6 Musings About the Future

Gravitational waves hold the key to testing Einstein’s theory of general relativity (GR) to new exciting levels in the previously unexplored strong-field regime. Depending on the type of wave that is detected, e.g., compact binary inspirals, mergers, ringdowns, continuous sources, supernovae, etc, different tests will be possible. Irrespective of the type of wave detected, two research trends seem currently to be arising: direct tests and generic tests. These trends aim at answering different questions. With direct tests, one wishes to determine whether a certain modified theory is consistent with the data. Generic tests, on the other hand, ask whether the data is statistically consistent with our canonical beliefs. Or put another way: are there any statistically-significant deviations present in the data from what we expected to observe? This approach is currently used in cosmological observations, for example by the WMAP team, and it is particularly well-suited when one tries to remain agnostic as to which is the correct theory of nature. Given that we currently have no data in the strong-field, it might be too restrictive to assume GR is correct prior to verifying that this is the case.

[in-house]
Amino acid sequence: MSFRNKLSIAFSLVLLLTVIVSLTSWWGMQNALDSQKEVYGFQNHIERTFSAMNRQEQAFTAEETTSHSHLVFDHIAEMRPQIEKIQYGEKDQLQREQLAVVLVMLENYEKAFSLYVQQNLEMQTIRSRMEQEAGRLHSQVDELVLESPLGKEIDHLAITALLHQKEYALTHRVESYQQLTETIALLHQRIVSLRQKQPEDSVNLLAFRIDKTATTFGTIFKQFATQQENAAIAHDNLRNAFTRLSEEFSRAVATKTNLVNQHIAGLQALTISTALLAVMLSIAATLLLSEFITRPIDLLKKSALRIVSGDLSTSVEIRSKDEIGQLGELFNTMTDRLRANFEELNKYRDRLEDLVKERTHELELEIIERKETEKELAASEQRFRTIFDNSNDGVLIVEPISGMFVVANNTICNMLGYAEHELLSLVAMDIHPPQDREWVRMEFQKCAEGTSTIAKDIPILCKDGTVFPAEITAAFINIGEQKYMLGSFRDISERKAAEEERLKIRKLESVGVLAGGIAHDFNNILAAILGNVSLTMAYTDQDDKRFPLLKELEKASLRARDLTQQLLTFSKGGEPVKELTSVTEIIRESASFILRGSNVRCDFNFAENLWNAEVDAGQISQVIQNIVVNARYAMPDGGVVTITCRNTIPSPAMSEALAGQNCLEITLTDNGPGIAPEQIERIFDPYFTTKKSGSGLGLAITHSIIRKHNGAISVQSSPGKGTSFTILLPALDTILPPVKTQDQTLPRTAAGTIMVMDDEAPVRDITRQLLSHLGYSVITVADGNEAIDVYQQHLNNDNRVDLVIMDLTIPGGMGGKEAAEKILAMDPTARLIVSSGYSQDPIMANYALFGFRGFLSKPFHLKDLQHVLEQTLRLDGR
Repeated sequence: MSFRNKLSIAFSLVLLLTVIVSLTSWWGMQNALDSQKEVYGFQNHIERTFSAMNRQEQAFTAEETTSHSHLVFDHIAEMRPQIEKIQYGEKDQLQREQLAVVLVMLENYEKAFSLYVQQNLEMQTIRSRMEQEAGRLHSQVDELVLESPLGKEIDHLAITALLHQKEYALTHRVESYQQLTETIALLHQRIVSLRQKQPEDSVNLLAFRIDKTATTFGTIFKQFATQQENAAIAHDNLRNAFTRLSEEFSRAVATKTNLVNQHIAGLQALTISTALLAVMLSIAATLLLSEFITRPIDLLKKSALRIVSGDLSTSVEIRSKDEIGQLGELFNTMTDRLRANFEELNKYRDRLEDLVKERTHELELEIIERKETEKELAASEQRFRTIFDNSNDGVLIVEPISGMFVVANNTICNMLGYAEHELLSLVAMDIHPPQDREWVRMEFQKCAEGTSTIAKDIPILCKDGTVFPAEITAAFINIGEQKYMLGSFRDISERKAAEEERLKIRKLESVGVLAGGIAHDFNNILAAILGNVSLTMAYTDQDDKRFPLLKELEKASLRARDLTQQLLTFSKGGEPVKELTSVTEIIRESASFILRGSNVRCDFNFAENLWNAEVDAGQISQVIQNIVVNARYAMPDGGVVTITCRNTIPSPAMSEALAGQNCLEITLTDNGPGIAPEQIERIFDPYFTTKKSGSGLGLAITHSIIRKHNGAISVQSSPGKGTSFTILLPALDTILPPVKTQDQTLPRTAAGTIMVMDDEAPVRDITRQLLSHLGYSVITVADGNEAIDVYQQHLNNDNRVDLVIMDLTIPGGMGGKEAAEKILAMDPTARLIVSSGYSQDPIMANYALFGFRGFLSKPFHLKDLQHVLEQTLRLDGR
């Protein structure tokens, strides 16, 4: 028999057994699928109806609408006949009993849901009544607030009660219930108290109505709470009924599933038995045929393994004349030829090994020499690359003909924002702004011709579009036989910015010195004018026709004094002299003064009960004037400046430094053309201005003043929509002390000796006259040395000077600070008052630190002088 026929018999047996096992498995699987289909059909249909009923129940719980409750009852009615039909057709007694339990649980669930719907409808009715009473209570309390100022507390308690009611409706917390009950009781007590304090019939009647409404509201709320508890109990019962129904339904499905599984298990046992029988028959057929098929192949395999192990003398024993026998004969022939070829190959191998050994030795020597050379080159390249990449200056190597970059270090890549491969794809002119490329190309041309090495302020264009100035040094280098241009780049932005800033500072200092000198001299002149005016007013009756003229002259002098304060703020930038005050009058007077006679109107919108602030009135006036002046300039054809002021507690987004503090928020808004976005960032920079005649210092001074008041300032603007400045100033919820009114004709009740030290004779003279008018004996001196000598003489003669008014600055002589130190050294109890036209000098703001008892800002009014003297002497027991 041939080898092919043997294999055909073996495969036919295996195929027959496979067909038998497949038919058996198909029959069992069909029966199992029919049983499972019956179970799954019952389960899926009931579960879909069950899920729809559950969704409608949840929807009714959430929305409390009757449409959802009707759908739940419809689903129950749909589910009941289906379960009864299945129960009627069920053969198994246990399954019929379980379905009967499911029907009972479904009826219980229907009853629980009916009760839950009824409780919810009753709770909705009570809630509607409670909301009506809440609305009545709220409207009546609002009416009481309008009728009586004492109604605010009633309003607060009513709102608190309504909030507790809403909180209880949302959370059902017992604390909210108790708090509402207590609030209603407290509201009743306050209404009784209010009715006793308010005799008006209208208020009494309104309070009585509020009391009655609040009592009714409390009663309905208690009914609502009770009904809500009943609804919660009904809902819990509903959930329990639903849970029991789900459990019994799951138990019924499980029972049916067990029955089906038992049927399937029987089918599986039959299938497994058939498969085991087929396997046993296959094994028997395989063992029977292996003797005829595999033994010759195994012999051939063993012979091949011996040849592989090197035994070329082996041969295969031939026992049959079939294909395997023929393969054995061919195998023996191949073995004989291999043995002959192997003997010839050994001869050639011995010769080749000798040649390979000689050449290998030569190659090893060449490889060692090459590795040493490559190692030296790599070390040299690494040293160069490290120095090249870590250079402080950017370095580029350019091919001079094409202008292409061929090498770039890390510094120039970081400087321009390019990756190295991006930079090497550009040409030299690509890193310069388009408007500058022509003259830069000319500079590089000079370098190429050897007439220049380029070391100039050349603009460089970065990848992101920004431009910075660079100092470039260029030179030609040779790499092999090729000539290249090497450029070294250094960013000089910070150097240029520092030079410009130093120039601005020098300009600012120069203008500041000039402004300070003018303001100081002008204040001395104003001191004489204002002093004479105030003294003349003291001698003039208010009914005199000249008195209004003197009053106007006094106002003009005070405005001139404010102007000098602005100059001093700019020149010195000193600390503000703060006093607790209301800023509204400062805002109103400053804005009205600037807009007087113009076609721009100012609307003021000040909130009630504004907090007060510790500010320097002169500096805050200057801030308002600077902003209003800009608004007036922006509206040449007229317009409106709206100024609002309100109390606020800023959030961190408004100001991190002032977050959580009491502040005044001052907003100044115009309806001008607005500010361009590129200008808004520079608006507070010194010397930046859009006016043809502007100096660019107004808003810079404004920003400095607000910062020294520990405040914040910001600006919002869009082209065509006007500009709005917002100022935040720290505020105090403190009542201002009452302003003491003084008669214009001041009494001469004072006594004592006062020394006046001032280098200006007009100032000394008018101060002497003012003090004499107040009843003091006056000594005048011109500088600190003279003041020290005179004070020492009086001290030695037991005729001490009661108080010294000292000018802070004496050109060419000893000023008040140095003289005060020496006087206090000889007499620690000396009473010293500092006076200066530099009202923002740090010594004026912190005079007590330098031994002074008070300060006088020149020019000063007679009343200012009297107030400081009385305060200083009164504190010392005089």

What one would like to believe is that gravitational waves will be detected by the end of this decade, either through ground-based detectors or through pulsar timing arrays. Given this, there is a concrete effort to develop the proper formalism and implementation pipelines to test Einstein’s theory once data becomes available. Currently, the research groups separate into two distinct classes: theory and implementation. The theory part of the research load is being carried out at a variety of institutions without a given focal point. The implementation part is being done mostly within the LIGO Scientific Collaboration and the pulsar timing consortia. Cross-communication between the theory and implementation groups has recently flourished and one expects more interdisciplinary work in the future.